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From Knut Anders Hatlen <Knut.Hat...@Sun.COM>
Subject Re: Releasing latches when waiting for locks. When and why?
Date Thu, 07 Dec 2006 10:33:33 GMT
Olav Sandstaa <Olav.Sandstaa@Sun.COM> writes:

> Knut Anders Hatlen wrote:
>> Mike Matrigali <mikem_app@sbcglobal.net> writes:
>>> One approach would be to continue to support the latching in the
>>> lockmanager, but to provide an alternate implementation using the
>>> same interfaces (or new interfaces if necessary).  Then make the
>>> default module implementation be the new improved one, but if a
>>> deadlock is suspected run under the existing lockmanager with
>>> all the exising nobs/reporting for deadlock and timeout.
>> That's an excellent idea! I think it's possible to do this without
>> creating a new module. We could for instance have a property which
>> told SinglePool.latchObject() whether or not it should go through the
>> lock table. I will investigate how this could be done and possibly
>> come up with a new patch for DERBY-2107.
> I think you should go for your original approach where you just move
> the latching out of the lock manager and to the page level. In
> addition to the large performance improvement, this is a simple
> solution where the code is easy to understand and maintain. It also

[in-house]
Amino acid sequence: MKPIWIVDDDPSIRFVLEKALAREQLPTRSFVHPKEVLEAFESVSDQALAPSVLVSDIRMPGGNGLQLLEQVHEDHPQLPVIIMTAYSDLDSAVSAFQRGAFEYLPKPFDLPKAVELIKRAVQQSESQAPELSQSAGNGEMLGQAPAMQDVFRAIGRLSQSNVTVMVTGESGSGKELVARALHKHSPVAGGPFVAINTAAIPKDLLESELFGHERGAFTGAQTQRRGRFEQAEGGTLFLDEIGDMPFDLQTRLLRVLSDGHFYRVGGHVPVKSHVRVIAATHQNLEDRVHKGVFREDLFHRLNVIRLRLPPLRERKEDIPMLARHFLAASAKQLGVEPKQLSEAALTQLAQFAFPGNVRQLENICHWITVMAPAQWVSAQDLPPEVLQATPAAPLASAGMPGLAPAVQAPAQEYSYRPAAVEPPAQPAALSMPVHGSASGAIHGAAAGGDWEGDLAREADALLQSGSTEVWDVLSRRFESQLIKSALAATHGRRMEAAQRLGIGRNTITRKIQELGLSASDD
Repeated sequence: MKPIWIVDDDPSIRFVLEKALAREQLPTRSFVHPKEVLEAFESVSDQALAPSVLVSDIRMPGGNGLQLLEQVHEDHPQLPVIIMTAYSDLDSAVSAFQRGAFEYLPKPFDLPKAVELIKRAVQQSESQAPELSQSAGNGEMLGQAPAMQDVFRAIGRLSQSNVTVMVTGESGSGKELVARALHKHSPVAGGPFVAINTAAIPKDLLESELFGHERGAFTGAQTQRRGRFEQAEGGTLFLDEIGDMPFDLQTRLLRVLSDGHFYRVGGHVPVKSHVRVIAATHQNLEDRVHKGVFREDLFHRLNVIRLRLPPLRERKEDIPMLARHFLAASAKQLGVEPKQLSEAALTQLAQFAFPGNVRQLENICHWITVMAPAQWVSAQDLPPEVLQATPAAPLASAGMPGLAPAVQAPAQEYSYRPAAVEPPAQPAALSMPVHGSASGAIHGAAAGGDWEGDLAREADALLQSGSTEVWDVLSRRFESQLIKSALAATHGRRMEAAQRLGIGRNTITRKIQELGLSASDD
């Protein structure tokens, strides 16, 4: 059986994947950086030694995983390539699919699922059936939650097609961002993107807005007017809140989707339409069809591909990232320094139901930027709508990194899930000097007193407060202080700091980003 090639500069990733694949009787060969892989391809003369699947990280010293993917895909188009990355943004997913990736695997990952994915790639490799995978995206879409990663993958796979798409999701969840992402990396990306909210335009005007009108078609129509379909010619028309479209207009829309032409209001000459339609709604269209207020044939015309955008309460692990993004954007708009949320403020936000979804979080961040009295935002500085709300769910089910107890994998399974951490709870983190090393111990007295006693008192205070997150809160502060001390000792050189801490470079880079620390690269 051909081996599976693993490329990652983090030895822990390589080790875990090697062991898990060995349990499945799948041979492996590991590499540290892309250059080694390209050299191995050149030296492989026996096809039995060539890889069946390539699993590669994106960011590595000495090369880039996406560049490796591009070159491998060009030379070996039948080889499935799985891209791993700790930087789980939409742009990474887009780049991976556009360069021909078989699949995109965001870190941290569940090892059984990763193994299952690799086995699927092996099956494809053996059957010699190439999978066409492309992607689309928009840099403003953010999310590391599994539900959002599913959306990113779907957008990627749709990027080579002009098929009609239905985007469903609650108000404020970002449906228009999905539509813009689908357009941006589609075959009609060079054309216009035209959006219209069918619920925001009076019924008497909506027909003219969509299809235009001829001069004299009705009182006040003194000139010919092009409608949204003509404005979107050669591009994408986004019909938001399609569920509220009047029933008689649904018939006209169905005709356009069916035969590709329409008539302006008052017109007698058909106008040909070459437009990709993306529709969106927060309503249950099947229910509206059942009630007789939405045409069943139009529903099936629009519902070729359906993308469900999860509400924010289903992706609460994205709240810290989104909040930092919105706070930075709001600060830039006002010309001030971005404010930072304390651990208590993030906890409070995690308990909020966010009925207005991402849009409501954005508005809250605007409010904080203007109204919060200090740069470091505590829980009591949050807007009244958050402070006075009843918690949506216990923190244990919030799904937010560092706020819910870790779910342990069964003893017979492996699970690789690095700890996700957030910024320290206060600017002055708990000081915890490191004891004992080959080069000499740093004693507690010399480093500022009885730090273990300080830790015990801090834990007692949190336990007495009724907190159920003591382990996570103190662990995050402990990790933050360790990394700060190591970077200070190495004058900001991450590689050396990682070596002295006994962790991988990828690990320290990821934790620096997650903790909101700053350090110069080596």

> gives the opportunity to simplify the lock manager interface by being
> able to remove the latch specific methods from SinglePool (which IMHO
> did not fit well into a generic lock manager interface).

I started looking at how this could be achieved, but I didn't find any
clean way to keep the old latching interface for debugging. So I tend
to agree that it would be better to remove the latching from the lock
manager entirely. Much of the old latching logic is implemented in the
Lockable callbacks in BasePage, and having two separate latch
implementations feels a bit awkward and, as you said, could be
difficult to maintain.

> I understand that having the latches in the lock manager helped
> finding deadlocks that included latches, but given that this kind of
> deadlocks is due to a programming error and not due to user level
> deadlocks caused by SQL statements it is a high price in terms of
> performance to include all latches in the lock manager. This type of
> deadlocks is most likely to be seen by developers (hopefully) who do
> changes to the code.

So what you basically say is that deadlocks caused by locks alone are
(most often) caused by problems in the applications, and deadlocks
involving latches are always caused by internal Derby
errors. Therefore, users should never have to debug deadlocks
involving latches. Given that a deadlock is reported as a possible
deadlock involving latches, a developer equipped with a repro should
have enough clues to be able to instrument/trace the code to find the
cause. It sounds like an acceptable cost to me when held against the
performance impact. But then I have never debugged a deadlock in the

> A simple approach to help discovering the cause
> of a deadlock would be to introduce a timeout when waiting for a latch
> and print this to the log file (I think you suggested that in one of
> your earlier emails).

Yes, I am planning to post a followup patch which adds timeout and a
meaningful error message once the first patch goes in. If we decide
not to keep the latch interface, I will also post a patch which cleans
up the lock manager. However, no one has commented on the first patch
yet, and I don't intend to commit it until another pair of eyes has
looked at it.

Knut Anders

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